Only occasionally does the film feel like a horror movie

However, the film’s chief flaw is the romance between Claire and Jason, which isn’t credible for one single second. This is mainly due to Gary McCleery, who has neither the looks nor the charisma to be a believable love interest for the gorgeous Jennifer Connelly. Though clearly meant to be sympathetic and geekily charming, the Jason character instead comes across as awkward and slightly creepy right from the introduction scene where Claire drops her ballet shoe – Cinderella style – and Jason picks it up. He returns the shoe to Claire and starts bombarding her with questions: “Are you an American too?”, “Are you a dancer?”, “Are you here to dance?” etc. Claire is clearly in a hurry and wants to leave but he just keeps the questions coming while staring at her in a rather creepy way. And so it continues – with Jason’s infatuation for Claire seeming more like an unhealthy obsession. Played far too intense by McCleery, Jason comes across like classic stalker material, and it defies all possible logic that Claire should end up falling for someone like him. It is very unfortunate that the romance between Jason and Claire fails at both convincing and engaging the viewer because the film relies heavily on their relationship as the main narrative driving force – with Jason’s battle to rescue his beloved taking up much of the running time.

Jason looks and behaves seriously creepy throughout the film

One of the all-time least credible cinematic romances

It is unfortunate that Etoile fails to come together because it does have a few things going for it. Firstly, Jennifer Connelly delivers a very solid performance – coming across as charmingly sweet and angelic in the role of Claire, and later making the switch to darkly seductive as Claire is overtaken by the spirit Natalie.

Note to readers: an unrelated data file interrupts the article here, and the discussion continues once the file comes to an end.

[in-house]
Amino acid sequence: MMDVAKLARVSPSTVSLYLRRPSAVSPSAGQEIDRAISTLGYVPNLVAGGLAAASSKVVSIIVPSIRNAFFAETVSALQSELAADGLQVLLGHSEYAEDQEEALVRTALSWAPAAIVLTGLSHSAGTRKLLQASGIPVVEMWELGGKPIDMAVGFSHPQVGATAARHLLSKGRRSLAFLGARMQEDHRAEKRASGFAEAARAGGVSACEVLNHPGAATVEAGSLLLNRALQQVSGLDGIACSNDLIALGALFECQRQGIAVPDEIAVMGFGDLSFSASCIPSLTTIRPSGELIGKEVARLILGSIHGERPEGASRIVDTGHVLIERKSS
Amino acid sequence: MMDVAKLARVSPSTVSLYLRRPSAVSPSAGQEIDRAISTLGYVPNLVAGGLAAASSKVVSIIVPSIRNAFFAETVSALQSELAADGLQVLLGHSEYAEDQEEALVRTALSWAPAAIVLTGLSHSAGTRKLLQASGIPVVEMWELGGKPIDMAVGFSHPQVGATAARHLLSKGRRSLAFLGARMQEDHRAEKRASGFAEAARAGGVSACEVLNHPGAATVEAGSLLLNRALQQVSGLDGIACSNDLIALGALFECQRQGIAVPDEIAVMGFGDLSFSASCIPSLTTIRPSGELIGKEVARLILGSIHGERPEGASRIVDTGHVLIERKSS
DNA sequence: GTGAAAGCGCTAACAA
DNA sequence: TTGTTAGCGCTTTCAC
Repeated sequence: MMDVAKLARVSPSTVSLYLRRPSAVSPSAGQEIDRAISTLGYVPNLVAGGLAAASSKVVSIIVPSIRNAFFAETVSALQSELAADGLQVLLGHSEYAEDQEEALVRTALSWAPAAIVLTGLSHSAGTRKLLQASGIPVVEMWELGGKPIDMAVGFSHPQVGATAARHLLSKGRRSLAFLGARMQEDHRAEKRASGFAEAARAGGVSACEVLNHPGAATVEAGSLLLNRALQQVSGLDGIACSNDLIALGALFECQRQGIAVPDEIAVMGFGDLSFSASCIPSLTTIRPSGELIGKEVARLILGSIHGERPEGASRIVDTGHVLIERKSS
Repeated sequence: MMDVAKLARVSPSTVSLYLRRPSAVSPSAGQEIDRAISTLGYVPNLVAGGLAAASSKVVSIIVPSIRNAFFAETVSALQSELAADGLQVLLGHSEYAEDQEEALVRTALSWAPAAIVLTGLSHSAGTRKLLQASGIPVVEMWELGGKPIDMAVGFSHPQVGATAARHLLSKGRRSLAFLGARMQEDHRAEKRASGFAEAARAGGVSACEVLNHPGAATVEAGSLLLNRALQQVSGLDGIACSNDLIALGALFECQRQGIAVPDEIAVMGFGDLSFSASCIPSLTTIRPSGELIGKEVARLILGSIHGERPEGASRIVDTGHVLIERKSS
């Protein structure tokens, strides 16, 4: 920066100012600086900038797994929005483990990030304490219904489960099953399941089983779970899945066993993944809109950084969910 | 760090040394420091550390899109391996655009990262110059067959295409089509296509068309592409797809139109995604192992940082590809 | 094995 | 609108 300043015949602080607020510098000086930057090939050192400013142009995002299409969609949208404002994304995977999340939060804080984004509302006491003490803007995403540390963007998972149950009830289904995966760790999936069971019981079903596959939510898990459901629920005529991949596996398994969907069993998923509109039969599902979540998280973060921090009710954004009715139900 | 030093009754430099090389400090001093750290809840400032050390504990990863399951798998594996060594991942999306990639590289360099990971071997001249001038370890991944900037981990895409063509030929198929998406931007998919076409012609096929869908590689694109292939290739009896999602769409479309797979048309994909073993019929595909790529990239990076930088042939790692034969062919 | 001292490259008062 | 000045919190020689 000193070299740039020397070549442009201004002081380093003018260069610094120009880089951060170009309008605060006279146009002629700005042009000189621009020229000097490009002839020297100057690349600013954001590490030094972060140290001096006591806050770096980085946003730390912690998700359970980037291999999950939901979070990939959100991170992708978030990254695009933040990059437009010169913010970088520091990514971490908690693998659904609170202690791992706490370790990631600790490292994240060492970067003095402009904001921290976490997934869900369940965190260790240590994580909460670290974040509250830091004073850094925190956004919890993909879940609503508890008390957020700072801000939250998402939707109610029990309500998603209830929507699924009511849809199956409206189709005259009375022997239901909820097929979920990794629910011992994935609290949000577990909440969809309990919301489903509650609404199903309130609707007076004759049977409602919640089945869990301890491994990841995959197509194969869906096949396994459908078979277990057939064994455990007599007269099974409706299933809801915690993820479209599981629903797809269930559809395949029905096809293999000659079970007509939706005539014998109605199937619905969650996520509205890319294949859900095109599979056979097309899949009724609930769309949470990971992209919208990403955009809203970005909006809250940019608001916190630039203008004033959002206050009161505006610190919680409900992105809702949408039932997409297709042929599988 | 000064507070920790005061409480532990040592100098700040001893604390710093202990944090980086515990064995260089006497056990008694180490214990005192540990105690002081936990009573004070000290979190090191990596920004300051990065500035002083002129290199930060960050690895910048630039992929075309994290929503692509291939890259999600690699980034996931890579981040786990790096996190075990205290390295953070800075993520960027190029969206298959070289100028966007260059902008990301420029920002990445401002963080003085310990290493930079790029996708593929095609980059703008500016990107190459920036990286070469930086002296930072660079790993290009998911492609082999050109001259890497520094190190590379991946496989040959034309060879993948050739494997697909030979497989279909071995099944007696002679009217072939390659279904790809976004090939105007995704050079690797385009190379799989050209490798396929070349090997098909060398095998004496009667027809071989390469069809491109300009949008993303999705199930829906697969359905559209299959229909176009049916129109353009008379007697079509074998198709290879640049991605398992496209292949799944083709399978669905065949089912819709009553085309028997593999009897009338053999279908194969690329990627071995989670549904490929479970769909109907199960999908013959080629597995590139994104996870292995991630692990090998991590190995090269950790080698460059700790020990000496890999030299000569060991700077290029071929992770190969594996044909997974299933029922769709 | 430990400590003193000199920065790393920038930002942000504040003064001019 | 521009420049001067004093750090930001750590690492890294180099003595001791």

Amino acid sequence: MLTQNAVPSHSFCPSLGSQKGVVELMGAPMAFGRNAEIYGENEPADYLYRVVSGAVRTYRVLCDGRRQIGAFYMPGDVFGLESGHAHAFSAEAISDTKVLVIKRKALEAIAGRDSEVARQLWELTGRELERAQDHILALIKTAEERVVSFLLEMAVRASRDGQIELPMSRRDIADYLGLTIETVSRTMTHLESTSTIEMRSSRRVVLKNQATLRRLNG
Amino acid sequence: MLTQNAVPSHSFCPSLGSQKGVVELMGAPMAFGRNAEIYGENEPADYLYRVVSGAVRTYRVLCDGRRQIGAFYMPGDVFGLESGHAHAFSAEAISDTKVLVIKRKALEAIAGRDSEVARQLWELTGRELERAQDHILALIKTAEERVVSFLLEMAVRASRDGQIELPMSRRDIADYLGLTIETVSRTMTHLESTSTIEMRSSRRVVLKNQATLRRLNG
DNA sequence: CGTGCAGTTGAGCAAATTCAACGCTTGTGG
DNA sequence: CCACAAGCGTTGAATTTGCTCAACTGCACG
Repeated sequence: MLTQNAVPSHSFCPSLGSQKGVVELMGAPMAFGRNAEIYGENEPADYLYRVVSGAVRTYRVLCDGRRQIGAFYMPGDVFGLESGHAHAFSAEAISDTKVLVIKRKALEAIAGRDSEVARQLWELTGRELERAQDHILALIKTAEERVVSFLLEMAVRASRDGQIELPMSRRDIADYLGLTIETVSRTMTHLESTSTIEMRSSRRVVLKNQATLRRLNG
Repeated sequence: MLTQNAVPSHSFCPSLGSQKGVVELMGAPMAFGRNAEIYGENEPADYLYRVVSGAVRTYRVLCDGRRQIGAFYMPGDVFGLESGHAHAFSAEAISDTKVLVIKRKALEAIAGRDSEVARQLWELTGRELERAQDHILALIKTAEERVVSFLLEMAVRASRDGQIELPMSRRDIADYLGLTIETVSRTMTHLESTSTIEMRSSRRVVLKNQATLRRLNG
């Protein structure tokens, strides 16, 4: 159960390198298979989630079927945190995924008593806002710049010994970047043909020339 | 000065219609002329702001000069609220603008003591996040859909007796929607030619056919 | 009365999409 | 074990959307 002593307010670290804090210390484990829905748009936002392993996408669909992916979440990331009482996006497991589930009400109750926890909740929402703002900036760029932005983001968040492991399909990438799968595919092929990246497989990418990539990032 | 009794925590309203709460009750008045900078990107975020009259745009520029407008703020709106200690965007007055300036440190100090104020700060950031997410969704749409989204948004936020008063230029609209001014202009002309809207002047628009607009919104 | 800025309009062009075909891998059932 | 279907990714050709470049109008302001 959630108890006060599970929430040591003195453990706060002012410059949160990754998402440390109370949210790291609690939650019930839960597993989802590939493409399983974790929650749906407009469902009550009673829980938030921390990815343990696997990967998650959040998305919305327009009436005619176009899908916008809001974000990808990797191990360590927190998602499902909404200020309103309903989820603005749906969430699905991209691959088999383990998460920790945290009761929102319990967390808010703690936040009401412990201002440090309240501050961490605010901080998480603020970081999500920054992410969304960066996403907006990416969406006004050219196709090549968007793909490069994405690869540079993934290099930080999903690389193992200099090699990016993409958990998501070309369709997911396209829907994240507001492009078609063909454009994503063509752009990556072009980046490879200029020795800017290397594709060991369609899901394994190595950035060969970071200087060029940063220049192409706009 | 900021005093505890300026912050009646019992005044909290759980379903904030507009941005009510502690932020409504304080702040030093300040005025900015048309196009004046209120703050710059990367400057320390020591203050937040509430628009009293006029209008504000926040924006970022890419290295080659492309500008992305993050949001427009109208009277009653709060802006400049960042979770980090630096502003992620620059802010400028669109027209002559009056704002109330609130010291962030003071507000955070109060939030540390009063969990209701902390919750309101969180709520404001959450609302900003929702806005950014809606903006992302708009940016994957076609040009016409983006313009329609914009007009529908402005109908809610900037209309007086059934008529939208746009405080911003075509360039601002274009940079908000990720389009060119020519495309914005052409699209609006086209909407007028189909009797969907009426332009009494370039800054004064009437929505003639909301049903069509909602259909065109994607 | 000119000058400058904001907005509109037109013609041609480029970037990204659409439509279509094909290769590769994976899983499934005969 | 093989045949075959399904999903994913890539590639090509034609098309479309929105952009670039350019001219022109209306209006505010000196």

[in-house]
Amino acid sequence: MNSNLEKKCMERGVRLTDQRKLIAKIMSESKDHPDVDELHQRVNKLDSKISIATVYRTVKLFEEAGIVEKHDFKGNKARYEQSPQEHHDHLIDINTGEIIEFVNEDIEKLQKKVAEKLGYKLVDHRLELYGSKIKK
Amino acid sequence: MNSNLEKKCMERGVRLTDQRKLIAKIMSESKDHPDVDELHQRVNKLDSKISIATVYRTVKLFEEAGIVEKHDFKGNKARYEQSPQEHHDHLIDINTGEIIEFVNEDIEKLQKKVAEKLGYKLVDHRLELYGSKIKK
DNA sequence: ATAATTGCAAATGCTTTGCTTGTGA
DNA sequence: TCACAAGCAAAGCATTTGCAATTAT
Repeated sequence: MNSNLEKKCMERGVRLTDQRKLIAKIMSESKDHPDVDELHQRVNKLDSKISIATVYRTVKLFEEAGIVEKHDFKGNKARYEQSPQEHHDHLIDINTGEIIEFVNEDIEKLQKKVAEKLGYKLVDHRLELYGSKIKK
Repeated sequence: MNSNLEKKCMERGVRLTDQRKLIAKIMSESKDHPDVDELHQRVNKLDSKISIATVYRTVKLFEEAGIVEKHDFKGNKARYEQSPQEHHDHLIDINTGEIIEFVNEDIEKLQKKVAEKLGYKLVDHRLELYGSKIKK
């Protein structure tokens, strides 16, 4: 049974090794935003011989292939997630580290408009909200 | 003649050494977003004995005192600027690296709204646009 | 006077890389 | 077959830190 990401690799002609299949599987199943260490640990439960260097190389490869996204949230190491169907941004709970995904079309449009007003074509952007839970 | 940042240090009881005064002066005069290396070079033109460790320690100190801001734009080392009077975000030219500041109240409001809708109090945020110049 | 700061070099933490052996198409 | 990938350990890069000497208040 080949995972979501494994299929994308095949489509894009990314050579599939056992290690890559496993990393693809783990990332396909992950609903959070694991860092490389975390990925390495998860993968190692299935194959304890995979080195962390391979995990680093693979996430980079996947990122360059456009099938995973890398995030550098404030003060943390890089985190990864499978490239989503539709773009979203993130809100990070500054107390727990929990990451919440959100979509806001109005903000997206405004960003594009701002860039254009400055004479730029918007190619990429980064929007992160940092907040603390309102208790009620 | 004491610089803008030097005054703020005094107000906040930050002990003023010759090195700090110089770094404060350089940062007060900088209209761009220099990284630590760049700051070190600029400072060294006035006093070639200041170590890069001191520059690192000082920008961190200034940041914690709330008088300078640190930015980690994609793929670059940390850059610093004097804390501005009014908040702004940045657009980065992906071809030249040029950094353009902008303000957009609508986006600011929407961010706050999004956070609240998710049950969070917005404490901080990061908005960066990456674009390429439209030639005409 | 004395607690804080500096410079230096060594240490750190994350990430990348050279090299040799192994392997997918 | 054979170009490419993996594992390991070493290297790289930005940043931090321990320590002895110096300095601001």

Jennifer Connelly as the sweet and innocent Claire...

...and as the dark, seductive Natalie

The film also benefits from a quietly effective orchestral score, as well as stunning picturesque locations and lush art direction. It’s definitely a stylish and atmospheric work but in spite of its appealing visuals Etoile is little more than a good-looking package with nothing inside. It is an empty film that is sorely lacking in both substance and drive.

The film undeniably looks gorgeous

The cast is quite small and the focus is so firmly on Connelly and McCleery’s characters that none of the supporting actors are given much chance to shine. Nevertheless, French actor Laurent Terzieff manages to be effectively sinister as the mysterious ballet school director. The presence of Hollywood character actor Charles Durning as Jason’s eccentric uncle is quite a surprise but, unfortunately, Durning’s acting is way over the top and he is sorely in lack of a director who is able to rein him in. His out of the blue meltdown in a phone booth is nothing short of embarrassing but that doesn’t prevent it from being the most enjoyable moment in the film.

Charles Durning’s phone booth meltdown is one of those moments that you just have to see to believe

While undeniably stylish-looking, this dark fairytale is frustratingly vague and uninspired. It feels empty and the story fails to really engage but what well and truly kills the film is the unbelievably annoying Jason character – a problem which is greatly amplified by Gary McCleery’s terrible performance in the role. That said, Etoile is definitely the most obscure film on Jennifer Connelly’s resume and she does deliver a solid performance, so for dedicated Connelly fans it might be worth tracking down. Everyone else can skip it, though.